Please write if you have seen the Robins in your garden or local wooded walks 🙂
Our garden is a postage stamp but we have planted it richly for the songbirds. The pair of ‘Dragon Lady’ holly trees hold their berries for the Robins, the crabapples have yet to be sampled, the winterberry is still ripe with fruit, and the tiny rosehips of the climbing white rose are beckoning.
We’re fortunate that on Cape Ann many American Robins nest and migrate along our shores, having several different habits for surviving winter. There are year round resident robins that breed throughout Cape Ann during warmer months and also spend the winter here. Some Robins arrive in springtime, having spent the winter further south in parts warmer. A third group, the ones I like to call winter Robins, arrive in mid-winter, from parts further north. We are like their Bermuda. They are very hungry and thirsty and are here to feed on wild fruits and berries, as well as small fish fry and fingerlings, and mollusks.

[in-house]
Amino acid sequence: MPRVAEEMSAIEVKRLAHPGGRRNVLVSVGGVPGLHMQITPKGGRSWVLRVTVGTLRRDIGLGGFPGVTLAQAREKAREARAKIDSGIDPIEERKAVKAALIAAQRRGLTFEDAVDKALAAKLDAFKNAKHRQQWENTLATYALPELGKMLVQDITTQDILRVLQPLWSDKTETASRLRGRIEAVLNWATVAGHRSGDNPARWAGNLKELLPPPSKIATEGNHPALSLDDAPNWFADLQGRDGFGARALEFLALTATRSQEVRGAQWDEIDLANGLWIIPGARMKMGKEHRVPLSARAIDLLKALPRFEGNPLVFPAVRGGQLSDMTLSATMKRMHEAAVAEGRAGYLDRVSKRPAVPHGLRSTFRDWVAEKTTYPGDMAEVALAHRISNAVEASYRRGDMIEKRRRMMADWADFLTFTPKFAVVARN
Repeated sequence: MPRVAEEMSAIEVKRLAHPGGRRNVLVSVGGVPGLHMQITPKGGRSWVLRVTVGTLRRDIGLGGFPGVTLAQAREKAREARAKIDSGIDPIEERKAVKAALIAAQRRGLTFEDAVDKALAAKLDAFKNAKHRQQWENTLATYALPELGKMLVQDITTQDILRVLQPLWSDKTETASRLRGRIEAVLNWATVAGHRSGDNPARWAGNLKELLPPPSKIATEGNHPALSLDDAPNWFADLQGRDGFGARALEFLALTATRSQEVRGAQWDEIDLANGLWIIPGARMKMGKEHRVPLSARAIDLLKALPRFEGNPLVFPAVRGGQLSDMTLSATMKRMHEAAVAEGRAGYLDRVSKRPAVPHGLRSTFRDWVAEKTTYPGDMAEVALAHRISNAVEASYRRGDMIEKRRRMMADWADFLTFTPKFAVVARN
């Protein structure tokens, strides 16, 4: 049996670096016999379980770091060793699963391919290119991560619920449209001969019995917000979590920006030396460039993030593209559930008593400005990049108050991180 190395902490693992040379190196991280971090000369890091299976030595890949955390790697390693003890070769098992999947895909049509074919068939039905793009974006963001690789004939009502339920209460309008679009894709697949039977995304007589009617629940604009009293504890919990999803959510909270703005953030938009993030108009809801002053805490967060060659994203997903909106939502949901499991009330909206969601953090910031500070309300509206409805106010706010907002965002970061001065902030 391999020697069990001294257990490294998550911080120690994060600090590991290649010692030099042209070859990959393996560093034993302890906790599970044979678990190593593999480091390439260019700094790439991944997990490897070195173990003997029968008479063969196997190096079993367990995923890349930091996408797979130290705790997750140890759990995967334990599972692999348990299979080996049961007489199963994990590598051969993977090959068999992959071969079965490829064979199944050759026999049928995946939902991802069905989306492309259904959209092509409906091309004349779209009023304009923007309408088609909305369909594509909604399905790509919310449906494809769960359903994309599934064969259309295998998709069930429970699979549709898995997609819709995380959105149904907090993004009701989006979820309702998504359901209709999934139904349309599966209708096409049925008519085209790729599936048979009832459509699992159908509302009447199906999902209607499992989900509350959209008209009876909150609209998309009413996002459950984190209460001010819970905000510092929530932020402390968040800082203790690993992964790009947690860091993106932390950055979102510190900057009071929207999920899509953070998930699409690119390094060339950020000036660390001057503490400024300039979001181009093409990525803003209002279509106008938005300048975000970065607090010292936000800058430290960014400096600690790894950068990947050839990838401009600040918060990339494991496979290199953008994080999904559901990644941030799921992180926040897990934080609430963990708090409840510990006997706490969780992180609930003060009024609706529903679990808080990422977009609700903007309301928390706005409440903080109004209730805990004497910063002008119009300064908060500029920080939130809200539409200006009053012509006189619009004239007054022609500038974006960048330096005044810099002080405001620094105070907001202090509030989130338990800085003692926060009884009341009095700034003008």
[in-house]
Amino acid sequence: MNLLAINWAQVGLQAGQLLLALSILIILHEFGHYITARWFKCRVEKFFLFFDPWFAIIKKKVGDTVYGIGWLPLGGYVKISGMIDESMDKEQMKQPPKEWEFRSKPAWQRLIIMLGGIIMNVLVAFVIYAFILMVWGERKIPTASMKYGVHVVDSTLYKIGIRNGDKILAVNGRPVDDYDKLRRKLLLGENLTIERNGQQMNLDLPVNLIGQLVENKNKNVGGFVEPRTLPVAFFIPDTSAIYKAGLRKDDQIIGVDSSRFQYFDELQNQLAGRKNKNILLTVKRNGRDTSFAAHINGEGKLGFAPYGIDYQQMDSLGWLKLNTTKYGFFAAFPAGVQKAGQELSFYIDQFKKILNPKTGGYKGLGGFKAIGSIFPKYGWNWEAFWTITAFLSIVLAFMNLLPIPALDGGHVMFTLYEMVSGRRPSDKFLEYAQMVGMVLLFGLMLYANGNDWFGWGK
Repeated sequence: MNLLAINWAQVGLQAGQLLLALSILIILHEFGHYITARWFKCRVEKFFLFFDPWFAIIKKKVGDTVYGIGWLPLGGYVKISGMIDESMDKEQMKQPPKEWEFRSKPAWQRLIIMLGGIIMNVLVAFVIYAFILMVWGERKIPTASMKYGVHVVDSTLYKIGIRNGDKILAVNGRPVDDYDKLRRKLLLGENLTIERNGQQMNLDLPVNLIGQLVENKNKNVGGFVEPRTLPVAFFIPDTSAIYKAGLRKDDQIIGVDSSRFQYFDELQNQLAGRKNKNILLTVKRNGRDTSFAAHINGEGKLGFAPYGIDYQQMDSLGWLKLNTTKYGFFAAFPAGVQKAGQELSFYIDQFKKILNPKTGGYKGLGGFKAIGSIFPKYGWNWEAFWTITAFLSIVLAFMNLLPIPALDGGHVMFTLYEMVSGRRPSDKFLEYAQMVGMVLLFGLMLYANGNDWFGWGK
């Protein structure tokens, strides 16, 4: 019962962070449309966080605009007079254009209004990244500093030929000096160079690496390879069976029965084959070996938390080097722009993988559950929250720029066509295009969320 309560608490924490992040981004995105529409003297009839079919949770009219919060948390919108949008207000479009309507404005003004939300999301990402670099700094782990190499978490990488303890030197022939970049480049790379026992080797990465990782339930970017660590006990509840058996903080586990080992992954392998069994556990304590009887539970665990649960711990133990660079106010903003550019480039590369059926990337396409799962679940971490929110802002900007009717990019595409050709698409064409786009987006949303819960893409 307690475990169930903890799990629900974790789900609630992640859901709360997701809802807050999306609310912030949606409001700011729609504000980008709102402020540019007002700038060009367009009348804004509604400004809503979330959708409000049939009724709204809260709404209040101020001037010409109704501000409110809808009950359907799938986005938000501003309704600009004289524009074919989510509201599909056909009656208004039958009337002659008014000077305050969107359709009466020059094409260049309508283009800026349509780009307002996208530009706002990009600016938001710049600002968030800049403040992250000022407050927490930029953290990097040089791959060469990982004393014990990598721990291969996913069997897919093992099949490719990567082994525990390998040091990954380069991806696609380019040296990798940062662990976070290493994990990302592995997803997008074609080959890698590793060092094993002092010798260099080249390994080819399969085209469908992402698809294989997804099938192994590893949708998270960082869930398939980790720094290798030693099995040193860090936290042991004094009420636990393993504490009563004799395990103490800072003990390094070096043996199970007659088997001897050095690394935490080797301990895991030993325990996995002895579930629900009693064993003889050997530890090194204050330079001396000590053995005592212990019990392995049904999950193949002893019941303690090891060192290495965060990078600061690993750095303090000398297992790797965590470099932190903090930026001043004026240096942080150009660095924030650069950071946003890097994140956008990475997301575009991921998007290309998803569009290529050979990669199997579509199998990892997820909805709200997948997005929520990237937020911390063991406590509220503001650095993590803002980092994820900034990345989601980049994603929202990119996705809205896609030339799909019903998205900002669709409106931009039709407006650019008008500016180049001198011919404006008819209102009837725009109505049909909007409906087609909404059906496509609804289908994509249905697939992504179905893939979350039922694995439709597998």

In early spring, Robins begin to disperse from flocks. The ground thaws and worms, insects, and snails once again become part of the Robin’s diet. In early spring, too, is when we begin to hear the beautiful liquid notes of the male robin. He is singing to attract a mate. The robin’s song is one of the of most beloved and it is his music with which we associate the coming of spring.
Be sure your bird baths are filled with fresh, accessible water.
With several edits and updates since I first wrote the following article, I think you’ll find the information helpful in knowing what to feed and to plant for the robins.
Food for the American Robin
During the winter months Cape Ann often becomes home to large flocks of robins, and we have had the joy of hosting numerous numbers in our garden. I can’t help but notice their arrival. Their shadows descend, crisscrossing the window light, followed by a wild rumpus in the ‘Dragon Lady’ hollies. This pair of hollies is planted on opposing sides of the garden path, alongside my home office. I have learned to stealthily sneak up to a window, as any sudden activity inside startles birds that are investigating our garden, and they quickly disperse. Dining not only on berries of the ‘Dragon Ladies’, but also the ‘Blue Princess’ Meserve holly and winterberry bushes, I find dozens of noisy, hungry robins.